Liezi - Tangwen - High Mountain and Flowing Water
The Liezi (Chinese: 列子; Wade–Giles: Lieh-tzu) is a Taoist text attributed to Lie Yukou, a c. 5th century BC Hundred Schools of Thought philosopher. Although there were references to Lie's Liezi from the 3rd and 2nd centuries BC, a number of Chinese and Western scholars believe that the content of the current text was compiled around the 4th century CE by Zhang Zhan. — Wikipedia
Bo Ya excelled in playing the zither, and Zhong Ziqi was a master listener. As Bo Ya's fingers danced over the zither, he envisioned grand mountains. Zhong Ziqi exclaimed, "Magnificent! It resounds like the lofty Mount Tai!" When Bo Ya's melody shifted to evoke flowing water, Zhong Ziqi remarked, "Splendid! It flows expansively like the great rivers!" Whatever Bo Ya envisaged in his music, Zhong Ziqi perceived it vividly.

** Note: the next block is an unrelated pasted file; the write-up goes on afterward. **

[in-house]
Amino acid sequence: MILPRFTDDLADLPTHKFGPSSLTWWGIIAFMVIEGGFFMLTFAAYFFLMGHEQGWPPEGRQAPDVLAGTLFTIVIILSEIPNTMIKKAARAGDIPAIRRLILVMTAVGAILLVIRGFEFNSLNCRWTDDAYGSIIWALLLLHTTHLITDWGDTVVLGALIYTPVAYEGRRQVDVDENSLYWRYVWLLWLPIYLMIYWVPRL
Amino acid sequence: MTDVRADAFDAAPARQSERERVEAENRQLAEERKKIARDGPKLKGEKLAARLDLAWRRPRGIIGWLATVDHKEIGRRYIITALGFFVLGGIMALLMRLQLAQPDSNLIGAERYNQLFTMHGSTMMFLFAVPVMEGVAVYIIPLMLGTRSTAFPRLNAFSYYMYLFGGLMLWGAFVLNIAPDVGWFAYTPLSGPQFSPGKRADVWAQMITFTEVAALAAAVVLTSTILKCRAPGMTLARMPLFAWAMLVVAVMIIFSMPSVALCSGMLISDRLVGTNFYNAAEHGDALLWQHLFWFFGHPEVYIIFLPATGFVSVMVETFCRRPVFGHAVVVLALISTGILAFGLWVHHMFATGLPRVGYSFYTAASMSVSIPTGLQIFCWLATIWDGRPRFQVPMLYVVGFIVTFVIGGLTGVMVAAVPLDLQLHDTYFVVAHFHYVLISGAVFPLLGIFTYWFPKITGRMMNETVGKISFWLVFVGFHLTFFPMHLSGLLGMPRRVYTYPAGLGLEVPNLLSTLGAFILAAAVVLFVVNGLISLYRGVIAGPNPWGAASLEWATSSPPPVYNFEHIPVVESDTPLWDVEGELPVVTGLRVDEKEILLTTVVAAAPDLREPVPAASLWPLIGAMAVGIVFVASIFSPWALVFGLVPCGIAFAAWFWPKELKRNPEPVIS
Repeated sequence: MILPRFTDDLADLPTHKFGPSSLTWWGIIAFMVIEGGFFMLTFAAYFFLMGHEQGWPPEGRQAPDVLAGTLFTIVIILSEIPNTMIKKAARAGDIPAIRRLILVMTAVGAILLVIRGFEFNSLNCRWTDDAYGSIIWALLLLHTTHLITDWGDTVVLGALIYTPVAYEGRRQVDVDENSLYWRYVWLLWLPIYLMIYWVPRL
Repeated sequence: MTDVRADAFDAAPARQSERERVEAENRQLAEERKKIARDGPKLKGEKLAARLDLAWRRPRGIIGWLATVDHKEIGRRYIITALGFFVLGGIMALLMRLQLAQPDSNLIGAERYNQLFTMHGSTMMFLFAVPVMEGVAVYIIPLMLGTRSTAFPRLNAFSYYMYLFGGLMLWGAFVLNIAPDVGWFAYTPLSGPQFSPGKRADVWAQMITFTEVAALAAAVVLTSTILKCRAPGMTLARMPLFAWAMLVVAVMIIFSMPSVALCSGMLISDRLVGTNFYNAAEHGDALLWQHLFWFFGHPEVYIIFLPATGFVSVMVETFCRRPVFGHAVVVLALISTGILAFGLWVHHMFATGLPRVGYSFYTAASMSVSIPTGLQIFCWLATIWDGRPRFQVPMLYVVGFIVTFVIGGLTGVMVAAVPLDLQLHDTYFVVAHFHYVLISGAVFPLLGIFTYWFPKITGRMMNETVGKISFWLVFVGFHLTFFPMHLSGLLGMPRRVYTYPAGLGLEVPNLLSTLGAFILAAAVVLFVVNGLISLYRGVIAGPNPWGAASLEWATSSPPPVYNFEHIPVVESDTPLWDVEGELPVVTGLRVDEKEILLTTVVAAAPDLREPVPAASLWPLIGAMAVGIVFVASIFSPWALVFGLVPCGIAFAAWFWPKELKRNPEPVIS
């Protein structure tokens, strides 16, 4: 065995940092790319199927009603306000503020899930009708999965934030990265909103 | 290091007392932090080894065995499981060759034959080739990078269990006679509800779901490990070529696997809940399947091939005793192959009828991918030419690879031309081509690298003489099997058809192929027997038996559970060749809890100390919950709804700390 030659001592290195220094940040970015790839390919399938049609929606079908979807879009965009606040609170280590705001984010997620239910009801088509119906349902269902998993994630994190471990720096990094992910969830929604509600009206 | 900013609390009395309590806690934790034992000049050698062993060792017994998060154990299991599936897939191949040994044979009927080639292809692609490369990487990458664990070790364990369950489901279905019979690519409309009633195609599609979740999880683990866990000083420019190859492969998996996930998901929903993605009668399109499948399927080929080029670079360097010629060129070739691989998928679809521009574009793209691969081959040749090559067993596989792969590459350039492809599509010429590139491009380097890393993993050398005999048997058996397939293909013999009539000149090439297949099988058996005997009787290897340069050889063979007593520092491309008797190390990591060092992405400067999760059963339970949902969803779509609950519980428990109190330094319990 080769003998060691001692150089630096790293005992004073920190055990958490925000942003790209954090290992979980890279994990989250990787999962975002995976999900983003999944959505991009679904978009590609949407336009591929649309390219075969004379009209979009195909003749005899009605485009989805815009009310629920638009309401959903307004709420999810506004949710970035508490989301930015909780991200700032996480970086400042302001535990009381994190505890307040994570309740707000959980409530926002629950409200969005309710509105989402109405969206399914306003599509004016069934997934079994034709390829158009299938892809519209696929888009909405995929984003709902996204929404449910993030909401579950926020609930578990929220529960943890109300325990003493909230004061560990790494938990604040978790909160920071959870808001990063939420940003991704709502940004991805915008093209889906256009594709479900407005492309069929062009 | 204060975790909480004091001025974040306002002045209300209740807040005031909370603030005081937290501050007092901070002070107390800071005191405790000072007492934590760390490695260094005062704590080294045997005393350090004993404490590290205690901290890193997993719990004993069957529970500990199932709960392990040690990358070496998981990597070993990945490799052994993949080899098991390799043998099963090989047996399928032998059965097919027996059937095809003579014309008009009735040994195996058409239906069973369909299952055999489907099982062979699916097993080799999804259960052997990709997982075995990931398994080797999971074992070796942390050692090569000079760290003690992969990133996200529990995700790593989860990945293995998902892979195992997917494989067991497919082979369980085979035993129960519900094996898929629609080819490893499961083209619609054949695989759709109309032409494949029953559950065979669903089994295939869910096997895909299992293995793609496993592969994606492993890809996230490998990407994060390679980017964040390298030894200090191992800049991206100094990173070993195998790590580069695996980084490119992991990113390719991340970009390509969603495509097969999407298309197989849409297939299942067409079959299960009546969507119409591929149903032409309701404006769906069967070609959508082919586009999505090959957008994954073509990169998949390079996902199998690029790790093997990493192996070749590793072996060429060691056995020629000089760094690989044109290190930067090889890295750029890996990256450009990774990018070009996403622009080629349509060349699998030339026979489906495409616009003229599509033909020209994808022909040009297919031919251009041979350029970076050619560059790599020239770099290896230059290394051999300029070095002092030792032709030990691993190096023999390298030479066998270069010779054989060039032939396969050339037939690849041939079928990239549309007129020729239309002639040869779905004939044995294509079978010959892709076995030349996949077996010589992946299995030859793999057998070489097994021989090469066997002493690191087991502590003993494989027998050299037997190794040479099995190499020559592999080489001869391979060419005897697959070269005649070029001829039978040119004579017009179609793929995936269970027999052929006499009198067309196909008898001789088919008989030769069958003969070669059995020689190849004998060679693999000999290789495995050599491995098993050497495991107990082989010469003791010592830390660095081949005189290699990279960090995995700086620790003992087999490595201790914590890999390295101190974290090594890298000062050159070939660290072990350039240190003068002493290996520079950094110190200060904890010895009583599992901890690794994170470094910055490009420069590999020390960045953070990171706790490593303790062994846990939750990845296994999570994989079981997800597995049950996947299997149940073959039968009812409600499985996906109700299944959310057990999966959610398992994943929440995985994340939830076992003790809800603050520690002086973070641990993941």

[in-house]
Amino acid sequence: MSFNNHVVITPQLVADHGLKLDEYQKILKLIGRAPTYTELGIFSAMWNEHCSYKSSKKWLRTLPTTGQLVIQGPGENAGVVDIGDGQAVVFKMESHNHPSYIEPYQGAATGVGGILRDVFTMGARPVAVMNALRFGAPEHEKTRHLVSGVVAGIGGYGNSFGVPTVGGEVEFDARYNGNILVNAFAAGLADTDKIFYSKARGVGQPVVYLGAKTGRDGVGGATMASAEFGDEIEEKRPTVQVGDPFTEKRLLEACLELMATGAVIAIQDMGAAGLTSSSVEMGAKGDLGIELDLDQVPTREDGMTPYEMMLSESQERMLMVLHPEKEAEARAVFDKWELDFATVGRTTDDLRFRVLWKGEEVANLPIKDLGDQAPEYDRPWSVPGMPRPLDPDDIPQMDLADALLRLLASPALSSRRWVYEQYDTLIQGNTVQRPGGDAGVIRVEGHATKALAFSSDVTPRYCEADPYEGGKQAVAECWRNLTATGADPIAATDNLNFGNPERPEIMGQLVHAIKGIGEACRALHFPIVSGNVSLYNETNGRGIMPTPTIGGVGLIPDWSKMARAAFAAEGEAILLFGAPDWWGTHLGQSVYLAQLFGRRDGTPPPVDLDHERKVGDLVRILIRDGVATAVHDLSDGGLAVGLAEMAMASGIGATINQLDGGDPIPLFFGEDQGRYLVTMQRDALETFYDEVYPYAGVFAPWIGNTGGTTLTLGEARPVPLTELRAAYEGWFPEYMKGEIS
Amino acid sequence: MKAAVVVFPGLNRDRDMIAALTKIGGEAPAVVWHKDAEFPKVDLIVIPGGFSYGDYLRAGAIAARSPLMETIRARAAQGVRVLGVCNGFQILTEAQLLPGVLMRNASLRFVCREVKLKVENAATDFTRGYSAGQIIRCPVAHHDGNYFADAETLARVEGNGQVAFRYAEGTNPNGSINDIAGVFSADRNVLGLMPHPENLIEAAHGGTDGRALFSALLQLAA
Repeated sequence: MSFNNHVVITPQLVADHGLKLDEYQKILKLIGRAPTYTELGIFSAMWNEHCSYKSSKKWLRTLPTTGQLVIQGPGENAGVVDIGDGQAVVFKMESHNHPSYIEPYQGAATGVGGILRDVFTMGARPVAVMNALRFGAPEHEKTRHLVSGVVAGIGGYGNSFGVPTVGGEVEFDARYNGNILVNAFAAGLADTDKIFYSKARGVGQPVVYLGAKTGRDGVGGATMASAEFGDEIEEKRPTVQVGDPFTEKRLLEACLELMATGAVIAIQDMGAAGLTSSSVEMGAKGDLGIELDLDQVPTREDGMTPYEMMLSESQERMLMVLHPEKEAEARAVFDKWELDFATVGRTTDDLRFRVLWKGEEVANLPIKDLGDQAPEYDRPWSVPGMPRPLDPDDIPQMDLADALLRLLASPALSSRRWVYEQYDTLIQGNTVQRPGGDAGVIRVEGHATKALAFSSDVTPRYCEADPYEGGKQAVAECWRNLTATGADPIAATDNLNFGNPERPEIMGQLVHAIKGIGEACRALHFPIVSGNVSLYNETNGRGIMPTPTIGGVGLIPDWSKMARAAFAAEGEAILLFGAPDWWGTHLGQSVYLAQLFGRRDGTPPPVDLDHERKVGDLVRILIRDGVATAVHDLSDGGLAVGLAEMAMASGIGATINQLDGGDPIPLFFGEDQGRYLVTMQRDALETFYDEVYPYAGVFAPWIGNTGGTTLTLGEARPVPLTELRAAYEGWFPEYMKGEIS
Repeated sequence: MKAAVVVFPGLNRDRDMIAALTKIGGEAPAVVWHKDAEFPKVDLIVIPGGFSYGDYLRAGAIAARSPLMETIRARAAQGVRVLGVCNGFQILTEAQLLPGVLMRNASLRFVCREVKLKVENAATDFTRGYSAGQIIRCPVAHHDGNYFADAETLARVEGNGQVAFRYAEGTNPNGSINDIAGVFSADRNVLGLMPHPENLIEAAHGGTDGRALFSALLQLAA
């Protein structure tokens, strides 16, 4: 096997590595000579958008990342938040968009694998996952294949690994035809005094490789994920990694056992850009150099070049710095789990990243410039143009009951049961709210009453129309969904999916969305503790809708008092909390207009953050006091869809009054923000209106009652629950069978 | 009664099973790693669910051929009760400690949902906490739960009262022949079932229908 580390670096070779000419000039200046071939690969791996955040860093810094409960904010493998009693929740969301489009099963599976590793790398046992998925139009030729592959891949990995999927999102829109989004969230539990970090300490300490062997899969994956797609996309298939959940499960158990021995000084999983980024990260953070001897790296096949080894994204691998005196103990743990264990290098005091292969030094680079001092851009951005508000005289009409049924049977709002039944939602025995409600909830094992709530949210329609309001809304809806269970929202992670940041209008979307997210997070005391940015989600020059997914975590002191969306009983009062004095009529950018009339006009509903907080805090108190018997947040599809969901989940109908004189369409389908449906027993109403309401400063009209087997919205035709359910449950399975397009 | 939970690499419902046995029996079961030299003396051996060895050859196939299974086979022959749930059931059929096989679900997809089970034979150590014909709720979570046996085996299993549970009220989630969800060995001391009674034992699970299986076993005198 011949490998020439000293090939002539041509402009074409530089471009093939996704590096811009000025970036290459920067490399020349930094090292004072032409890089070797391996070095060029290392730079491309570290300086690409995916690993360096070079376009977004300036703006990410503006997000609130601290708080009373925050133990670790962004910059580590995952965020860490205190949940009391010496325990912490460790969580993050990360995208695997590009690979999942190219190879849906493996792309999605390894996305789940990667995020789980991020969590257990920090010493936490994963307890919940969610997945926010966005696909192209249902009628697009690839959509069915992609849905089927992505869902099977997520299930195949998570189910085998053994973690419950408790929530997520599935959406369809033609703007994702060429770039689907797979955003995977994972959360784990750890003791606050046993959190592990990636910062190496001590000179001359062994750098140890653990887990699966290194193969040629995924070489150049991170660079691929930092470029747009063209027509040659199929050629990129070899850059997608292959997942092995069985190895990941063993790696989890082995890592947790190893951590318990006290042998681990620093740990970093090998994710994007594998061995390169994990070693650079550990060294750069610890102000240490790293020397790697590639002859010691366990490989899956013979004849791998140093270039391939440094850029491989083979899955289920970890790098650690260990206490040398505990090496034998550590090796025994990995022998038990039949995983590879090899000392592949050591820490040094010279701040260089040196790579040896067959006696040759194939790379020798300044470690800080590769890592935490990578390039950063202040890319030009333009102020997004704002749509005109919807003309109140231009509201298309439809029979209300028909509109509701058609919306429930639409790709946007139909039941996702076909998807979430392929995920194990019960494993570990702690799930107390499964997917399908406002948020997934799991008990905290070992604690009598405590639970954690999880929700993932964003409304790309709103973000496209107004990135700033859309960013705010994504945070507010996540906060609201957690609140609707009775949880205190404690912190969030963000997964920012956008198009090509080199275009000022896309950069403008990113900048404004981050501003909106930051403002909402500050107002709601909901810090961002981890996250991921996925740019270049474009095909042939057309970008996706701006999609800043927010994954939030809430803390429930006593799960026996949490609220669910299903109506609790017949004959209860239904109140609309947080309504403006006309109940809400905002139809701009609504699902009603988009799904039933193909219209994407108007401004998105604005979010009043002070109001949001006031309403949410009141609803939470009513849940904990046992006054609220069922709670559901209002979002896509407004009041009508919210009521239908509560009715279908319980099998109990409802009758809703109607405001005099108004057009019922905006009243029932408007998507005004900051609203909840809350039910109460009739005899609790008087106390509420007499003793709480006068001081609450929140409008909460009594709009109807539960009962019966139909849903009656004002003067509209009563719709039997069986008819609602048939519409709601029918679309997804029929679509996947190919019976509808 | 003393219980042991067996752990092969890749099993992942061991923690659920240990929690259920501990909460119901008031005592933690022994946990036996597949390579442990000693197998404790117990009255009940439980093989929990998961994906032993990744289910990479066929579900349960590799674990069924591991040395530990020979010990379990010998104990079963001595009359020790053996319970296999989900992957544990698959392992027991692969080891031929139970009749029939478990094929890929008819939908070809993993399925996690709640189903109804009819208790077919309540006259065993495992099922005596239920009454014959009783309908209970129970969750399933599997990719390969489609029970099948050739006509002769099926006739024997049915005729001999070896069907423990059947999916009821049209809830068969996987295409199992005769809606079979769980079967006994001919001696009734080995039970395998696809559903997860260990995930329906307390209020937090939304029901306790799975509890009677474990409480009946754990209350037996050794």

Once, Bo Ya found himself under the shadows of Mount Tai, where a sudden storm forced him to take shelter under a rock. With a heart heavy with melancholy, he turned to his zither. His first piece mirrored the incessant rain, then transformed into the sound of a mountain crumbling. With each rendition, Zhong Ziqi thoroughly grasped the essence of the piece. Overwhelmed by this profound understanding, Bo Ya set aside his zither and sighed in awe, "Remarkable, truly remarkable! Your perception and imagination resonate as if they mirror my own heart. Where else could my music find such a perfect echo?"